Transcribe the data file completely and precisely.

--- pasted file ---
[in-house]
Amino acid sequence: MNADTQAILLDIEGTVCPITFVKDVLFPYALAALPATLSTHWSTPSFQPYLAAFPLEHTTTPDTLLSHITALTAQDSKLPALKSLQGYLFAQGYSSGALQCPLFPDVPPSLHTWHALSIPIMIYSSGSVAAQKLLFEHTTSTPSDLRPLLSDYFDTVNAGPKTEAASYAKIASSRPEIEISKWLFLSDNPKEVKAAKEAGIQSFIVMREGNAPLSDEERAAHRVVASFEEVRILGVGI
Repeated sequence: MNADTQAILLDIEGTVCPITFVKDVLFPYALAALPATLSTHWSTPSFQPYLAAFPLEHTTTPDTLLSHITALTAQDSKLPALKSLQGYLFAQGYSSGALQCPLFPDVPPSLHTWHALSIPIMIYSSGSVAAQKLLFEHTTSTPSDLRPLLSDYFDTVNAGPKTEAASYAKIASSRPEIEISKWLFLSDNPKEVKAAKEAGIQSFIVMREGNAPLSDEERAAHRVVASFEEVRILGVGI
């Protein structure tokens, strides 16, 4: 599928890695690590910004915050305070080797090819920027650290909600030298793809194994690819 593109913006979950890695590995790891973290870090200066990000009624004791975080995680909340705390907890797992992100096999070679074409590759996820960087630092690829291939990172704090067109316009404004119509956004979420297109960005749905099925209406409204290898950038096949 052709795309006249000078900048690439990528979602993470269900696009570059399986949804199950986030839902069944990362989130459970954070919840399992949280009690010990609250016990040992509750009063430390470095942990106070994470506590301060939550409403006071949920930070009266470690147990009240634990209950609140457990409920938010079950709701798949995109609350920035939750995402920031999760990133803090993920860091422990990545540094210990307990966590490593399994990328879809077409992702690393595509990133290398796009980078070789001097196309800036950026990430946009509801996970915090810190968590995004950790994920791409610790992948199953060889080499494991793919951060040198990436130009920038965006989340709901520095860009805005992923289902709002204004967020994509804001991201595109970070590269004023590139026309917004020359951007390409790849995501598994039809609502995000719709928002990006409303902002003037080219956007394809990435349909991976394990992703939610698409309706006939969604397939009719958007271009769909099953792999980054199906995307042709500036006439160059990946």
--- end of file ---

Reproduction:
[in-house]
Amino acid sequence: MNADTQAILLDIEGTVCPITFVKDVLFPYALAALPATLSTHWSTPSFQPYLAAFPLEHTTTPDTLLSHITALTAQDSKLPALKSLQGYLFAQGYSSGALQCPLFPDVPPSLHTWHALSIPIMIYSSGSVAAQKLLFEHTTSTPSDLRPLLSDYFDTVNAGPKTEAASYAKIASSRPEIEISKWLFLSDNPKEVKAAKEAGIQSFIVMREGNAPLSDEERAAHRVVASFEEVRILGVGI
Repeated sequence: MNADTQAILLDIEGTVCPITFVKDVLFPYALAALPATLSTHWSTPSFQPYLAAFPLEHTTTPDTLLSHITALTAQDSKLPALKSLQGYLFAQGYSSGALQCPLFPDVPPSLHTWHALSIPIMIYSSGSVAAQKLLFEHTTSTPSDLRPLLSDYFDTVNAGPKTEAASYAKIASSRPEIEISKWLFLSDNPKEVKAAKEAGIQSFIVMREGNAPLSDEERAAHRVVASFEEVRILGVGI
């Protein structure tokens, strides 16, 4: 599928890695690590910004915050305070080797090819920027650290909600030298793809194994690819 593109913006979950890695590995790891973290870090200066990000009624004791975080995680909340705390907890797992992100096999070679074409590759996820960087630092690829291939990172704090067109316009404004119509956004979420297109960005749905099925209406409204290898950038096949 052709795309006249000078900048690439990528979602993470269900696009570059399986949804199950986030839902069944990362989130459970954070919840399992949280009690010990609250016990040992509750009063430390470095942990106070994470506590301060939550409403006071949920930070009266470690147990009240634990209950609140457990409920938010079950709701798949995109609350920035939750995402920031999760990133803090993920860091422990990545540094210990307990966590490593399994990328879809077409992702690393595509990133290398796009980078070789001097196309800036950026990430946009509801996970915090810190968590995004950790994920791409610790992948199953060889080499494991793919951060040198990436130009920038965006989340709901520095860009805005992923289902709002204004967020994509804001991201595109970070590269004023590139026309917004020359951007390409790849995501598994039809609502995000719709928002990006409303902002003037080219956007394809990435349909991976394990992703939610698409309706006939969604397939009719958007271009769909099953792999980054199906995307042709500036006439160059990946």